7.8 Quake Rattles Alaska; Tsunami Threat Over

Headlights from a line of cars shine at dusk as people evacuate the Spit in Homer, Alaska, following a powerful earthquake in the Aleutian Islands that prompted a tsunami warning. There were no immediate reports of damage in the sparsely populated area of the state, and the tsunami warning was later canceled. (Pat Williams Russell via AP)

ANCHORAGE, Alaska (AP) — A powerful 7.8 earthquake struck the Alaska Peninsula late Tuesday, triggering a tsunami warning that sent residents fleeing to higher ground before it was called off without any damaging waves. Hundreds wore masks against the spread of the coronavirus as they gathered in shelters.

The quake struck Tuesday at 10:12 p.m. local time, according to the U.S. Geological Survey. It was centered in waters 65 miles south-southeast of Perryville, Alaska, at a depth of 17 miles, deeper than an earlier estimate.

“No reports of any damage,” Kodiak Police Sgt. Mike Sorter told The Associated Press early Wednesday morning. “No injuries were reported.”

The quake triggered a tsunami warning for South Alaska, the Alaska Peninsula and the Aleutian Islands that was called off early Wednesday about two hours after the quake.

Tsunami warning sirens could be heard blaring in videos posted on social media as residents heeded warnings to evacuate.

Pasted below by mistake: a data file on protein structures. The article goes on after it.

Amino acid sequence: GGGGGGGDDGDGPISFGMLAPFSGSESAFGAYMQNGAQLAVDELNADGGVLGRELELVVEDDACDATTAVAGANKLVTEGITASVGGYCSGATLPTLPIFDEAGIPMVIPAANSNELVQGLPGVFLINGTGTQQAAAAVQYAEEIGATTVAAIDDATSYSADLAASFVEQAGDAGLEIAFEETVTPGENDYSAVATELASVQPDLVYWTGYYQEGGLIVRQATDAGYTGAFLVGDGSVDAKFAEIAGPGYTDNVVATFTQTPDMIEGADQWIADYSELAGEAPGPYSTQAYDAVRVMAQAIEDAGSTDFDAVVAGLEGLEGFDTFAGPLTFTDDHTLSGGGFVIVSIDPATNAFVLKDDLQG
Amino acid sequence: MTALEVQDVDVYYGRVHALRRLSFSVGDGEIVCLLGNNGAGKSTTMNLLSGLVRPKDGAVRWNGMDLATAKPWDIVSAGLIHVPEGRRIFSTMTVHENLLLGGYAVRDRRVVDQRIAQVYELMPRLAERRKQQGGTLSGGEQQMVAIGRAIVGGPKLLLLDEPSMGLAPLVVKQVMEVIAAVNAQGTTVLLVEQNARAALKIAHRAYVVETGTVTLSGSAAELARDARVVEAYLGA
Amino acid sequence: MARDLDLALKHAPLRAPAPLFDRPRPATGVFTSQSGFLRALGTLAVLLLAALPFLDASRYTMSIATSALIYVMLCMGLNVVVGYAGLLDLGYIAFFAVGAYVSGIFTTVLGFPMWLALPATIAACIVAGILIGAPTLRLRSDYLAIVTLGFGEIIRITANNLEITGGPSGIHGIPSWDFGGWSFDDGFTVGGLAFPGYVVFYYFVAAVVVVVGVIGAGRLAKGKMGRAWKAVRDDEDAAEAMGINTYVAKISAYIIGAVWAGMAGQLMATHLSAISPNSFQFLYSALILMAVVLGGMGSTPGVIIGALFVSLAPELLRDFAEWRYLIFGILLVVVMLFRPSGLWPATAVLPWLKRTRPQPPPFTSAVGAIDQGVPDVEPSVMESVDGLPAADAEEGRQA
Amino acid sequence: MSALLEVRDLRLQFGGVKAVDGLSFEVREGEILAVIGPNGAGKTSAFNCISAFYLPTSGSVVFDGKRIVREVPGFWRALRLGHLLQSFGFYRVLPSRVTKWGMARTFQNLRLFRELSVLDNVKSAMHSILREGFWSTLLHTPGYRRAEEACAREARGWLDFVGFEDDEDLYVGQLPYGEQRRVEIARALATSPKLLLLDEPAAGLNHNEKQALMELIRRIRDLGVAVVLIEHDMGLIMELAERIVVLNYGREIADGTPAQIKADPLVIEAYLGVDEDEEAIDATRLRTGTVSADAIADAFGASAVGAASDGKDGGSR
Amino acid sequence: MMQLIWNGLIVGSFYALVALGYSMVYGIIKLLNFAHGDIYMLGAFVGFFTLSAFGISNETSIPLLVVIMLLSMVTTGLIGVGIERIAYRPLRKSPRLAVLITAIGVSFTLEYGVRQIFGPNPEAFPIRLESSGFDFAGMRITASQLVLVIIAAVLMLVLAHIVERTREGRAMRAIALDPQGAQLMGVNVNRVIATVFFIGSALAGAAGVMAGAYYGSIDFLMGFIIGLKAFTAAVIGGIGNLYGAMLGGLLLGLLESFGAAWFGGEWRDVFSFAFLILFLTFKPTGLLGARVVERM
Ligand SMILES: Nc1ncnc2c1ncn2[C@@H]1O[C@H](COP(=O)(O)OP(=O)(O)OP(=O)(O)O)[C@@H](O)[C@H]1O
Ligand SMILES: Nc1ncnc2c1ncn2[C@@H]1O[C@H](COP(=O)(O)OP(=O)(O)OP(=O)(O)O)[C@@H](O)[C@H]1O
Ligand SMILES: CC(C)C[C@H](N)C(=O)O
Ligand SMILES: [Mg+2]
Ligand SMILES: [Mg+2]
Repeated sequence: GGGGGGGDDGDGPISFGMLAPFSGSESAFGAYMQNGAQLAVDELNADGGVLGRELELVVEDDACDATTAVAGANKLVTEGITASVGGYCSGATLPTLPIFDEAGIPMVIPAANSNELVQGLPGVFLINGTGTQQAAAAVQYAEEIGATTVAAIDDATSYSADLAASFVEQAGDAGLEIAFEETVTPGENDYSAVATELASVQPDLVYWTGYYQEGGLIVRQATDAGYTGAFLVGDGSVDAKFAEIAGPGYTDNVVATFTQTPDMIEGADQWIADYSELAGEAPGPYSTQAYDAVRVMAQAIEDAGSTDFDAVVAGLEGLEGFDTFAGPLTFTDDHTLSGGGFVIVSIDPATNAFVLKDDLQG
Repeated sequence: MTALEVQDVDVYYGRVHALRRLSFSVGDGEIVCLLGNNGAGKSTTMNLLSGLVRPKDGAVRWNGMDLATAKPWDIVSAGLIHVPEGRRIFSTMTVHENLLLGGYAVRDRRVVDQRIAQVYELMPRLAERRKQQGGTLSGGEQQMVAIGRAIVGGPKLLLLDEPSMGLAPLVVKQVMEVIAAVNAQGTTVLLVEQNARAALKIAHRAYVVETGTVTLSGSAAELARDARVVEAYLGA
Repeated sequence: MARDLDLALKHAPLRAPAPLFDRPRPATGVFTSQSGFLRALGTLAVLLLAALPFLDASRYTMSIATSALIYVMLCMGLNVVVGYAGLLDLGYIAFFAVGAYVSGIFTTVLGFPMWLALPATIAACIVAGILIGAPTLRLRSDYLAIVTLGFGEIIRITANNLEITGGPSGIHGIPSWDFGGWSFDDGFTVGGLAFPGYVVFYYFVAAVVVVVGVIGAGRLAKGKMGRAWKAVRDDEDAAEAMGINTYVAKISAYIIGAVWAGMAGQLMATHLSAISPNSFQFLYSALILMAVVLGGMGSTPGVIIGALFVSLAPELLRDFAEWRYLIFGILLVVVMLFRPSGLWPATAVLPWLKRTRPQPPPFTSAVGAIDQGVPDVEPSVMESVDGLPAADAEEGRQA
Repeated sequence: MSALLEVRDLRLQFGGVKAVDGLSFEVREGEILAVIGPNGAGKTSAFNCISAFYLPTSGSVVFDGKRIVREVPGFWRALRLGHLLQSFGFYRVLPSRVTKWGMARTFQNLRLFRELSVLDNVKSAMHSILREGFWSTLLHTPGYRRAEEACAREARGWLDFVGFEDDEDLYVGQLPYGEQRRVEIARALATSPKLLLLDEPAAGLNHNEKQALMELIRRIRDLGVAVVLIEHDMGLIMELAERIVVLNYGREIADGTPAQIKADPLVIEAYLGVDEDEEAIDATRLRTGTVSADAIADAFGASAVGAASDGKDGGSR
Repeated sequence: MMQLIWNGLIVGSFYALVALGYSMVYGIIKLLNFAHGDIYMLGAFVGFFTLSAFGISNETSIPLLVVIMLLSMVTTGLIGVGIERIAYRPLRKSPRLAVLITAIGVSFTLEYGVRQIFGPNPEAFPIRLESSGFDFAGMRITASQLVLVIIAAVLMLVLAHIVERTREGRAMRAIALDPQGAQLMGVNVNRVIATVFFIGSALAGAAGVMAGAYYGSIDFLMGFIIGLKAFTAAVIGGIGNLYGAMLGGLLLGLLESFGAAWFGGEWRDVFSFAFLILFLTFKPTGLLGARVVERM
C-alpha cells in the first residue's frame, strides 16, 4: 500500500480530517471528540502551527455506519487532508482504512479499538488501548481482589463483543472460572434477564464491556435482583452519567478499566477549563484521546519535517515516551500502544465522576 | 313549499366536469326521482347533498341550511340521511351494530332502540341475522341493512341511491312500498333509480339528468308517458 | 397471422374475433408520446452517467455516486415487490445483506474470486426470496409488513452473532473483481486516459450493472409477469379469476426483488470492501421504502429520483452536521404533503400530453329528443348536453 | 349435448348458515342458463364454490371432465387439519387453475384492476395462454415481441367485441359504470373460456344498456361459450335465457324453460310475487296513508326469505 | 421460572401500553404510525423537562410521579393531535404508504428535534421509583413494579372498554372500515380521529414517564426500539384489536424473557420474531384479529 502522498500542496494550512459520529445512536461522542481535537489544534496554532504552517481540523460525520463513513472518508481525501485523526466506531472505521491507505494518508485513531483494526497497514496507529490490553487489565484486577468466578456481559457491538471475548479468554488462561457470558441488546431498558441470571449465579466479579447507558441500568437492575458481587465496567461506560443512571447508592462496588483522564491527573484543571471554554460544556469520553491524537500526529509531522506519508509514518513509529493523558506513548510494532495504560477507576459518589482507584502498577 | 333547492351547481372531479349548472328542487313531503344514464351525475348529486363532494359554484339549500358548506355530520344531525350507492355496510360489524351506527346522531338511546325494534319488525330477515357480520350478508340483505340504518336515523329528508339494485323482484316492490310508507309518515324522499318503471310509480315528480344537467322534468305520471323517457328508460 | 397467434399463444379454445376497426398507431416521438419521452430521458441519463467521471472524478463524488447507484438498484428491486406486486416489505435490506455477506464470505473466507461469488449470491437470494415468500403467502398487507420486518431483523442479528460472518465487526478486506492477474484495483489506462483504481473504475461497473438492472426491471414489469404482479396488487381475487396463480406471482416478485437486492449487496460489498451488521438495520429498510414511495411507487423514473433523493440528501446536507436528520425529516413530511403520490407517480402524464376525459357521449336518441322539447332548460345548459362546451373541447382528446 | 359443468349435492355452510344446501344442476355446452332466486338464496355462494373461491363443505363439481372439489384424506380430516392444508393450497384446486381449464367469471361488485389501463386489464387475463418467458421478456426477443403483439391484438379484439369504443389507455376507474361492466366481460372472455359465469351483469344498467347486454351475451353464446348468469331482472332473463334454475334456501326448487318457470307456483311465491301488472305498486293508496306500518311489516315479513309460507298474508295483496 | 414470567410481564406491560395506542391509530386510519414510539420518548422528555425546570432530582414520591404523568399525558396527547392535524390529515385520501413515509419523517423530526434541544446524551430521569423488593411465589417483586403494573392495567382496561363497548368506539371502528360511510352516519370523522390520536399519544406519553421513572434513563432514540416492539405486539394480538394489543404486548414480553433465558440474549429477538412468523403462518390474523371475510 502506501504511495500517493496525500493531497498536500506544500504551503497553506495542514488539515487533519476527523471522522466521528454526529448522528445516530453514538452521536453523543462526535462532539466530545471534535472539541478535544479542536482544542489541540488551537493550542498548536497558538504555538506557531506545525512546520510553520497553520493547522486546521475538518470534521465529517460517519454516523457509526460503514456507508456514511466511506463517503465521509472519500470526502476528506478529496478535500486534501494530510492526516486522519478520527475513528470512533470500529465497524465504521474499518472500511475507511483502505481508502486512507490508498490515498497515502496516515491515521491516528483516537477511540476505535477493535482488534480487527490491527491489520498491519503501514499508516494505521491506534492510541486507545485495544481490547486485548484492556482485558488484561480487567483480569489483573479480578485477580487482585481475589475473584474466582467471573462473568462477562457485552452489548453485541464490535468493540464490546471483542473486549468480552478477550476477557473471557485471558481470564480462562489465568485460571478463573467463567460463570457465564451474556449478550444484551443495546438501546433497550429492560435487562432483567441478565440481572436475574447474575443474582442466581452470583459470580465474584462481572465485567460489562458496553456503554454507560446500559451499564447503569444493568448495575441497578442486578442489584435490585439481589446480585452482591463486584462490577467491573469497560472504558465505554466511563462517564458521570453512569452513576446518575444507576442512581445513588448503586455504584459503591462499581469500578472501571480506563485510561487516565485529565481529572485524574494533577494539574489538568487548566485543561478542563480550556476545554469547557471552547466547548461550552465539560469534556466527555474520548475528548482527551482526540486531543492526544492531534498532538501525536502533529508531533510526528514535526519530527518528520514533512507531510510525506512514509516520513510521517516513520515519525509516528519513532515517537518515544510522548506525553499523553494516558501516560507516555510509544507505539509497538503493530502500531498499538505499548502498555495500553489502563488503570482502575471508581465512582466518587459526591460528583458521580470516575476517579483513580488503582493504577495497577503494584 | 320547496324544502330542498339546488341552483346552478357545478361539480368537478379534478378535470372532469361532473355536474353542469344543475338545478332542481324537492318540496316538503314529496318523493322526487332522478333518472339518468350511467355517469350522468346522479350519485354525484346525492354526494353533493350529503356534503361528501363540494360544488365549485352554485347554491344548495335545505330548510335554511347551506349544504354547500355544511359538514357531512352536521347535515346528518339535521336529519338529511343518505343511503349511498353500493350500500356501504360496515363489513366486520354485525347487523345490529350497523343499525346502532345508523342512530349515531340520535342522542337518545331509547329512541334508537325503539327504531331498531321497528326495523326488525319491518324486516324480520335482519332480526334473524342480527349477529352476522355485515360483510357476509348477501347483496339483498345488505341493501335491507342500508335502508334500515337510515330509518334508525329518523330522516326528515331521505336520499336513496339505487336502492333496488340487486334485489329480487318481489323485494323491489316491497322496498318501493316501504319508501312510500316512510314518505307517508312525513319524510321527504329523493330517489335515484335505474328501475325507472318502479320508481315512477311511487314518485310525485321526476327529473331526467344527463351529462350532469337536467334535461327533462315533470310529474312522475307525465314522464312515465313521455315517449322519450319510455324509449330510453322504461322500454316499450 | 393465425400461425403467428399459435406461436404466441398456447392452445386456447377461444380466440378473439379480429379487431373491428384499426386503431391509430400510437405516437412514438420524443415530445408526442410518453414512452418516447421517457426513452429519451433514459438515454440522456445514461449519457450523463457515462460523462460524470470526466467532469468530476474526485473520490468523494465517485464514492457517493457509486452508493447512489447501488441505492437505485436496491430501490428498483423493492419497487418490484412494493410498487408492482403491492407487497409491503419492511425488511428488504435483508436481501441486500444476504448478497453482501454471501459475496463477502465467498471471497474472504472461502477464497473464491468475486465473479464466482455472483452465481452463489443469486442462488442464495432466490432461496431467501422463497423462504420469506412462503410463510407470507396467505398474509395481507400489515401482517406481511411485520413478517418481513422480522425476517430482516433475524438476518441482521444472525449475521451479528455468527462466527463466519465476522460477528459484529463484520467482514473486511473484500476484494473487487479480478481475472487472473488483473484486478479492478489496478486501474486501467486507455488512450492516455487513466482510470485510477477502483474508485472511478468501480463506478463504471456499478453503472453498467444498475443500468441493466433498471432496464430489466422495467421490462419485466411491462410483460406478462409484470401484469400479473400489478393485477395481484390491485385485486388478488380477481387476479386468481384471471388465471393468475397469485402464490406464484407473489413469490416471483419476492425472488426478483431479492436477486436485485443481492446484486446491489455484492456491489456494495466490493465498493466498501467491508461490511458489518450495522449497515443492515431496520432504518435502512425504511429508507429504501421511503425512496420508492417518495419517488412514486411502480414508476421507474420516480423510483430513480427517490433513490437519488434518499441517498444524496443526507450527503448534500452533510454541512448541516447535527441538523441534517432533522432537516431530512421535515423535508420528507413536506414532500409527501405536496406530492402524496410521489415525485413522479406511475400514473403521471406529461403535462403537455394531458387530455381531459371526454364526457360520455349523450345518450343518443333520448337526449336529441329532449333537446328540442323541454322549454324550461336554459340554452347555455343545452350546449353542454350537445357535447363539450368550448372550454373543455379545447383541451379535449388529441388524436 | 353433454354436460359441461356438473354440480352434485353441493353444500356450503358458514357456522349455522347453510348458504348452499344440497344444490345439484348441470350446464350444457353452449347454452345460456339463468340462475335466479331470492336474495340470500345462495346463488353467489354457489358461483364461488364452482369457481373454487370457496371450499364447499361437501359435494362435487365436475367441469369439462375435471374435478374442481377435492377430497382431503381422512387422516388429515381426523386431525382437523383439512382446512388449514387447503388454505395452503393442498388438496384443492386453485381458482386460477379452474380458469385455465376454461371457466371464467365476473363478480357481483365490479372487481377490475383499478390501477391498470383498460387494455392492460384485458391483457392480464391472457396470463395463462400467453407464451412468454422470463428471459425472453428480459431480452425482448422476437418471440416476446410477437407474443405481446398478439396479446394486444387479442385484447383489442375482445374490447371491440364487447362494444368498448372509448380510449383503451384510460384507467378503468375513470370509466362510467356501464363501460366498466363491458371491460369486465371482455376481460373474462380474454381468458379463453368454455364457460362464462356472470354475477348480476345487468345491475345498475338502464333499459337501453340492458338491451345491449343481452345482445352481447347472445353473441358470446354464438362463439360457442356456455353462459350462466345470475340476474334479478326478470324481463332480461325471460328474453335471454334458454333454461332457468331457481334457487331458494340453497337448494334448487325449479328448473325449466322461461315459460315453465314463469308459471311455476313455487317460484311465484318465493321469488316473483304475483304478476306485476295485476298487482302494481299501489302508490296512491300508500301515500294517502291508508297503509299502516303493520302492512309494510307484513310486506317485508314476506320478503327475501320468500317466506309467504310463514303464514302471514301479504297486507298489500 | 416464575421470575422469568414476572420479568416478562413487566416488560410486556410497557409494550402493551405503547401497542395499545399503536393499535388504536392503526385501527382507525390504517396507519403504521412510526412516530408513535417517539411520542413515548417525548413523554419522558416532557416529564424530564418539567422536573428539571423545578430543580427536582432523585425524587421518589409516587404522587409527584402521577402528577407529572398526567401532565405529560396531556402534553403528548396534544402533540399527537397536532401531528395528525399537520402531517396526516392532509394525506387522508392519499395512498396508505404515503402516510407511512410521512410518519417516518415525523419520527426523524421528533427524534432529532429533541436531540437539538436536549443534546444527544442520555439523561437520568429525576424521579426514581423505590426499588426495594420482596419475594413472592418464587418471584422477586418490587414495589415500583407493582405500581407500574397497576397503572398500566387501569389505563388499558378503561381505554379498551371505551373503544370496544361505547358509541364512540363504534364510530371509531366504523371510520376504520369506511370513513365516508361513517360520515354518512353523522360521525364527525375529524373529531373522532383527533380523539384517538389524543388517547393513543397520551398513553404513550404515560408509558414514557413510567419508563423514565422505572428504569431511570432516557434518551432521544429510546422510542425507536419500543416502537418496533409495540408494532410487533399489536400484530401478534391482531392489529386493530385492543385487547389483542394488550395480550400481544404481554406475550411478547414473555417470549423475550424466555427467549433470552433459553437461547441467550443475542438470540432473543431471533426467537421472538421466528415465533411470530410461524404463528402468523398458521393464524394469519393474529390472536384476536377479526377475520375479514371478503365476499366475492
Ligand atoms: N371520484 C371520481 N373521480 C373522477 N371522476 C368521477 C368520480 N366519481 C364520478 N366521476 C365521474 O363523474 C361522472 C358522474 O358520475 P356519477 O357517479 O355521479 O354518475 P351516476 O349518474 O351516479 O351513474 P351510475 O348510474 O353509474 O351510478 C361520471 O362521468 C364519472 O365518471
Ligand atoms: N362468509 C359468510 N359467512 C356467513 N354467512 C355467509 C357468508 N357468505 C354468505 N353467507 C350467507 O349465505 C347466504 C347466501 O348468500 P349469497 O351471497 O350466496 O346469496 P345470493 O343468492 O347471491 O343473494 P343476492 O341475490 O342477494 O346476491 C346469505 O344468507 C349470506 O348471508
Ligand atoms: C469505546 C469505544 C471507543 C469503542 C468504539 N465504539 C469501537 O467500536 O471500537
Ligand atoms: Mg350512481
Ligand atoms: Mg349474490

On Kodiak Island, the high school opened its doors for evacuees, as did the Catholic school, the Anchorage Daily News reported.

“We’ve got a high school full of people,” said Larry LeDoux, superintendent of the Kodiak School District. “I’ve been passing out masks since the first siren sounded,” he told the Daily News.

“Everything’s as calm as can be. We’ve got probably 300, 400 people all wearing masks,” he said.

The Pacific Tsunami Warning Center called off the tsunami threat for other U.S. and Canadian Pacific coasts in North America as well.

“There was actually even no reported wave activity for our area,” Sorter said of the tsunami warning.

According to the USGS, since 1900 there have been six other earthquakes of magnitude 7.0 and higher centered within 155 miles of Tuesday’s quake. The largest of those was a 8.2 quake in 1938.

The Alaska-Aleutian Trench was also where a magnitude 9.2 quake in 1964 was centered.


By MARK THIESSEN

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